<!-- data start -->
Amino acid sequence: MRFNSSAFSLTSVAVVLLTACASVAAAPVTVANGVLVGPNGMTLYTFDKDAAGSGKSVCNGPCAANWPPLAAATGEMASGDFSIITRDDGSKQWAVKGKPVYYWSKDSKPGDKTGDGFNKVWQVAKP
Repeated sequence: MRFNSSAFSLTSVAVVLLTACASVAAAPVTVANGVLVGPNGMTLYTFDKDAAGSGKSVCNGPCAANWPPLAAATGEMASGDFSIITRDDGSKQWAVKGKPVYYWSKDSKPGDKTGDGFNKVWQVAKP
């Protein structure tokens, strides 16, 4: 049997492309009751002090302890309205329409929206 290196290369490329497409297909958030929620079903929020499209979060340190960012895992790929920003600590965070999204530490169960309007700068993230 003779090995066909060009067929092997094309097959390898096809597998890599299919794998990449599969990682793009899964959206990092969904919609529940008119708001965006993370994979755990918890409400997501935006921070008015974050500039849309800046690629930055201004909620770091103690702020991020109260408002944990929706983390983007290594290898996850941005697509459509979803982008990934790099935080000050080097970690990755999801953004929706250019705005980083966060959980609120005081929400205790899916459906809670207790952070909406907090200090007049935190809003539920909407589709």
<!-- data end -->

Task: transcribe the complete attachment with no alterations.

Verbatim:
Amino acid sequence: MRFNSSAFSLTSVAVVLLTACASVAAAPVTVANGVLVGPNGMTLYTFDKDAAGSGKSVCNGPCAANWPPLAAATGEMASGDFSIITRDDGSKQWAVKGKPVYYWSKDSKPGDKTGDGFNKVWQVAKP
Repeated sequence: MRFNSSAFSLTSVAVVLLTACASVAAAPVTVANGVLVGPNGMTLYTFDKDAAGSGKSVCNGPCAANWPPLAAATGEMASGDFSIITRDDGSKQWAVKGKPVYYWSKDSKPGDKTGDGFNKVWQVAKP
């Protein structure tokens, strides 16, 4: 049997492309009751002090302890309205329409929206 290196290369490329497409297909958030929620079903929020499209979060340190960012895992790929920003600590965070999204530490169960309007700068993230 003779090995066909060009067929092997094309097959390898096809597998890599299919794998990449599969990682793009899964959206990092969904919609529940008119708001965006993370994979755990918890409400997501935006921070008015974050500039849309800046690629930055201004909620770091103690702020991020109260408002944990929706983390983007290594290898996850941005697509459509979803982008990934790099935080000050080097970690990755999801953004929706250019705005980083966060959980609120005081929400205790899916459906809670207790952070909406907090200090007049935190809003539920909407589709």